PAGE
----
This song always reminds me of my first last time in Paris. You can have more than one “last time” if you come back changed. This one was in 1995, at that cusp of an age when I was old enough to know what was coming, but young enough not to flinch. We danced our last dance to this song. Nothing as obviously referential as a tango, which is theater masquerading as intimacy, but a slow, circular shuffling, an excuse in public to put my arms around her, to commit her to memory. I had an early morning flight, but we didn’t go back to her flat. Not that night. She understood better than me how these things worked. By increments, she’d begun pulling away. Preparing us.
She taught me that romance relies on a predetermined end to cast a shadow on its beginning. The pang of impending loss is the spice that intensifies the flavor. It keeps the focus on the now. L’amour, c’est comment on comprend la mort she said, between puffs of her Gauloise Blonde. Love is how we understand death. And I believed her because she was French, and could make anything sound profound and sexy. Standing with my bag outside the Métro station, brave and miserable, I knew better than to ask if I could call, or write, or if I’d ever see her again. But I asked anyway, the words flinging themselves at her despite my efforts to hold them back. Her smile hid pity. “Write that novel,” she told me. “I will read every word.”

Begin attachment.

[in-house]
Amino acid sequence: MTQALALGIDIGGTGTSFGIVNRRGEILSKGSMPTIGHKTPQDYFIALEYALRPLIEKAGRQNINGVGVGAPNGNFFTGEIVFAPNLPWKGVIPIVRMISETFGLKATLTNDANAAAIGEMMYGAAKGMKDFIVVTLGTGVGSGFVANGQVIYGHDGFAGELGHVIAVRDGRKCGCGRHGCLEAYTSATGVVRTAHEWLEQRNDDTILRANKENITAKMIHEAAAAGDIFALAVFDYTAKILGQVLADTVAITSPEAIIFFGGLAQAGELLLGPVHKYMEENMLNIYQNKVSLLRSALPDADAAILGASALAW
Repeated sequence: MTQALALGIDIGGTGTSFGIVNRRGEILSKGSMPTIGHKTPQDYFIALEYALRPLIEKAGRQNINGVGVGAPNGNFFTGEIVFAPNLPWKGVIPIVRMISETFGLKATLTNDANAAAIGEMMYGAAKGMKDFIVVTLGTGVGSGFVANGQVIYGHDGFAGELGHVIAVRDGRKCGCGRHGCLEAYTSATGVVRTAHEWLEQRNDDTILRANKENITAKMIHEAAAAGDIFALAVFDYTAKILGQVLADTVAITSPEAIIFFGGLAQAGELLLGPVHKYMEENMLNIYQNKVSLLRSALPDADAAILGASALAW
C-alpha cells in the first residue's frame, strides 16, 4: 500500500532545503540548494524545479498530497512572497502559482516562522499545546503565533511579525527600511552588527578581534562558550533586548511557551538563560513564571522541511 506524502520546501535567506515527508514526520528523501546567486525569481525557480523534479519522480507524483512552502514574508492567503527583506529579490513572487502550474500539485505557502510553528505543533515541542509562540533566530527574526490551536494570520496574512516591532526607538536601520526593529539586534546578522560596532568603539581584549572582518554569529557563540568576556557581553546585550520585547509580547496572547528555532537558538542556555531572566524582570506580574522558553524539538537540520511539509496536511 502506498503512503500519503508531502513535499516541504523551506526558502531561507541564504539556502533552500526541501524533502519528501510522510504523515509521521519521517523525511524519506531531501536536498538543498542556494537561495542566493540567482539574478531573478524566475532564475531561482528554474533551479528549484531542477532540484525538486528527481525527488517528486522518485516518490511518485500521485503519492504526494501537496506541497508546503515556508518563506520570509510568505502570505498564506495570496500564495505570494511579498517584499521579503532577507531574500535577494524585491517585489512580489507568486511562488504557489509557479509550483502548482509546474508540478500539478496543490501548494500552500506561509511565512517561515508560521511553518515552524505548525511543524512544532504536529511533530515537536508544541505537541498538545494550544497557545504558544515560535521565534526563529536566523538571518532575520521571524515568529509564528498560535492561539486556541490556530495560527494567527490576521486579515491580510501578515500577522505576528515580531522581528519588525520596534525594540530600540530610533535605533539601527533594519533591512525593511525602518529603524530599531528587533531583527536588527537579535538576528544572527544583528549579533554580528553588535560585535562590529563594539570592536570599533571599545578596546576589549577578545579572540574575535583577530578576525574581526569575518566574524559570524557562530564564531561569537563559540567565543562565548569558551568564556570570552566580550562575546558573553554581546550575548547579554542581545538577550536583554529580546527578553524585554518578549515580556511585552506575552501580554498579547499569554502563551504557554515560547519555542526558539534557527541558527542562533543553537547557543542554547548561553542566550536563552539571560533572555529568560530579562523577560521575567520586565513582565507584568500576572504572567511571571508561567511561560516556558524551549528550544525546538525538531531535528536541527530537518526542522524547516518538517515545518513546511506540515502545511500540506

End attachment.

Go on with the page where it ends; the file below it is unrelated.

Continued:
The novel, like so many things of youth, fell by the wayside. I think of her only rarely now. Les Feuilles Mortes. The smell of tobacco. The raspberry-jam taste of Beaujolais. Small reminders. Hers was a story with an end, the only possible end, because of course she wasn’t much of a character to begin with. Just a collection of fantasies and stereotypes, a milepost along an imagined road. The depressive pixie dream-girl, projected onto a canvas of loneliness and yearning, unable to survive beyond its borders. I didn’t even give her a name.